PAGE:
Climate Change: W/Bank Plans $5bn Investment In Africa
The World Bank plans to invest over $5bn over the next five years to help restore degraded landscapes, improve agriculture productivity, and promote livelihoods across 11 African countries on a swathe of land stretching from Senegal to Djibouti.
World Bank Group President, David Malpass, announced the investment at the One Planet Summit, a high-level meeting co-hosted with France and the United Nations that is focused on addressing climate change and biodiversity loss.
It disclosed this on Monday in a statement titled ‘World Bank plans to invest over $5bn in drylands in Africa’.
“This investment, which comes at a crucial time, will help improve livelihoods as countries recover from COVID-19 while also dealing with the impact of both biodiversity loss and climate change on their people and economies,” said Malpass.
The more than $5bn in financing will support agriculture, biodiversity, community development, food security, landscape restoration, job creation, resilient infrastructure, rural mobility, and access to renewable energy across 11 countries of the Sahel, Lake Chad and Horn of Africa.
Many of these efforts are in line with the Great Green Wall initiative.
This builds on World Bank landscape investments in these countries over the past eight years that reached more than 19 million people and placed 1.6 million hectares under sustainable land management.
“Restoring natural ecosystems in the drylands of Africa benefits both people and the planet,” said Chairperson of the African Union Commission, Moussa Faki Mahamat.
Working with many partners, PROGREEN, a World Bank global fund dedicated to boosting countries’ efforts to address landscape degradation, would also invest $14.5m in five Sahelian countries – Burkina Faso, Chad, Niger, Mali, Mauritania.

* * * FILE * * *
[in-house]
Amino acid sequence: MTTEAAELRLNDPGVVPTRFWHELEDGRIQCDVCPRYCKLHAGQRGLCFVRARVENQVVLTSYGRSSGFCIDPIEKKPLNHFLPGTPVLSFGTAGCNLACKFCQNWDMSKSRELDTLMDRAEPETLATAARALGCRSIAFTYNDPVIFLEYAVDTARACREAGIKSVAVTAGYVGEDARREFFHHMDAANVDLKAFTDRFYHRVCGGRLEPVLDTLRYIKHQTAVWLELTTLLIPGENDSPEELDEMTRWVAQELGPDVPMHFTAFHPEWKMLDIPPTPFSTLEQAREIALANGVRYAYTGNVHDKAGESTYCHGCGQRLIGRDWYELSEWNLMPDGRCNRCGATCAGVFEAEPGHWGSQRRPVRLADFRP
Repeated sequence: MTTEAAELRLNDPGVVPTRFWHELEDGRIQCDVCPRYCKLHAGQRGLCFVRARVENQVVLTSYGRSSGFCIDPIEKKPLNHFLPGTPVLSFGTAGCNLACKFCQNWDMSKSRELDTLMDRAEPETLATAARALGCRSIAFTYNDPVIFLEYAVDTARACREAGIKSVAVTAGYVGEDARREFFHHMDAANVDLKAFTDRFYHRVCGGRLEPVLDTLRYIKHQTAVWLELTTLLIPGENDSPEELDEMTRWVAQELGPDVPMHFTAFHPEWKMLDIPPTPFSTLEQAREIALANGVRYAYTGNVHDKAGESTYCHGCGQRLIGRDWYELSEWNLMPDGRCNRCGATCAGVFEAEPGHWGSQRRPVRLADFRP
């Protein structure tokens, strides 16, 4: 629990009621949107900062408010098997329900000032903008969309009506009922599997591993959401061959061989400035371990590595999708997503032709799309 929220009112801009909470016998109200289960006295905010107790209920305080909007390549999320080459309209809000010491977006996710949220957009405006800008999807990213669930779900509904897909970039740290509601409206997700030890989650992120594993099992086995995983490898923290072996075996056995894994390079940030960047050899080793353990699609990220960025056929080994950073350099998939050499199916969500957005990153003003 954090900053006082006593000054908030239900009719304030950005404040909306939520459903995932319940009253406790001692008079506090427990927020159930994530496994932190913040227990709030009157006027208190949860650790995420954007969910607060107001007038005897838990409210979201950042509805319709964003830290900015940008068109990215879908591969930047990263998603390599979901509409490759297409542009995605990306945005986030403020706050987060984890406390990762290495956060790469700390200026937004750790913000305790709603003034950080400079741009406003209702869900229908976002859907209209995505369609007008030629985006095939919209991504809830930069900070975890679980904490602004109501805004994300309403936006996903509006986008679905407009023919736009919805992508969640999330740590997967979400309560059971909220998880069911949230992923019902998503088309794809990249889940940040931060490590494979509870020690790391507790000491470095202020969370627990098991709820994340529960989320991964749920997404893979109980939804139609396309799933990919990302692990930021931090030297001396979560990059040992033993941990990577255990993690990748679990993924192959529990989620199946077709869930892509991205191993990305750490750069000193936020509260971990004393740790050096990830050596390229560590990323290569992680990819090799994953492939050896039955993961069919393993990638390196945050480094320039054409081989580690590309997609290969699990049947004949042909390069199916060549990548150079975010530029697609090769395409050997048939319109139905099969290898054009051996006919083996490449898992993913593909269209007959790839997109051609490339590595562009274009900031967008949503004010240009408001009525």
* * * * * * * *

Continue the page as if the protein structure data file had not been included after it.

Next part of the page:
African Development Bank also stated that while addressing the summit virtually from Abidjan, its President, Akinwumi Adesina, stated, “As we rebuild from the coronavirus and its impacts on our world, we must recalibrate growth.
“We must prioritise growth that protects the environment and biodiversity, and we must de-prioritise growth that compromises our common goals.”
Adesina informed delegates that, “The Great Green Wall is part of Africa’s environmental defence system—A shield against the onslaughts of desertification and degradation.
“The future of the Sahel region depends on the Great Green Wall. Without the Great Green Wall, the Sahel region as we know it may disappear.”
In a major announcement, French President, Emmanuel Macron, named President Adesina a Great Green Wall Champion.
Adesina was recognised for his personal commitment to addressing climate change in Africa.
The position would see the him play a significant role in mobilising political and economic support for the initiative.